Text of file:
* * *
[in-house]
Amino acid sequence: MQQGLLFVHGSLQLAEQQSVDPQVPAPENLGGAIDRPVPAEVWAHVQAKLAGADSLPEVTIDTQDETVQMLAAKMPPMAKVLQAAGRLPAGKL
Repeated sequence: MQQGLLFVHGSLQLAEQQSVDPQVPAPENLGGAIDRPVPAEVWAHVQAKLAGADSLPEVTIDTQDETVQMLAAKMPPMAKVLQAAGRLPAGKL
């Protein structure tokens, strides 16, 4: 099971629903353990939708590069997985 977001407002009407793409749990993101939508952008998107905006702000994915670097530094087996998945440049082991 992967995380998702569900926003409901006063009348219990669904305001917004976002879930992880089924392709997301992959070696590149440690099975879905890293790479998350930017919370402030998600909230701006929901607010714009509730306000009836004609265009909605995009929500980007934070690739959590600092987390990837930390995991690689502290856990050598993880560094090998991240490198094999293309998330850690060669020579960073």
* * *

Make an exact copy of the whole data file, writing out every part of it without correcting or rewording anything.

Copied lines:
[in-house]
Amino acid sequence: MQQGLLFVHGSLQLAEQQSVDPQVPAPENLGGAIDRPVPAEVWAHVQAKLAGADSLPEVTIDTQDETVQMLAAKMPPMAKVLQAAGRLPAGKL
Repeated sequence: MQQGLLFVHGSLQLAEQQSVDPQVPAPENLGGAIDRPVPAEVWAHVQAKLAGADSLPEVTIDTQDETVQMLAAKMPPMAKVLQAAGRLPAGKL
């Protein structure tokens, strides 16, 4: 099971629903353990939708590069997985 977001407002009407793409749990993101939508952008998107905006702000994915670097530094087996998945440049082991 992967995380998702569900926003409901006063009348219990669904305001917004976002879930992880089924392709997301992959070696590149440690099975879905890293790479998350930017919370402030998600909230701006929901607010714009509730306000009836004609265009909605995009929500980007934070690739959590600092987390990837930390995991690689502290856990050598993880560094090998991240490198094999293309998330850690060669020579960073």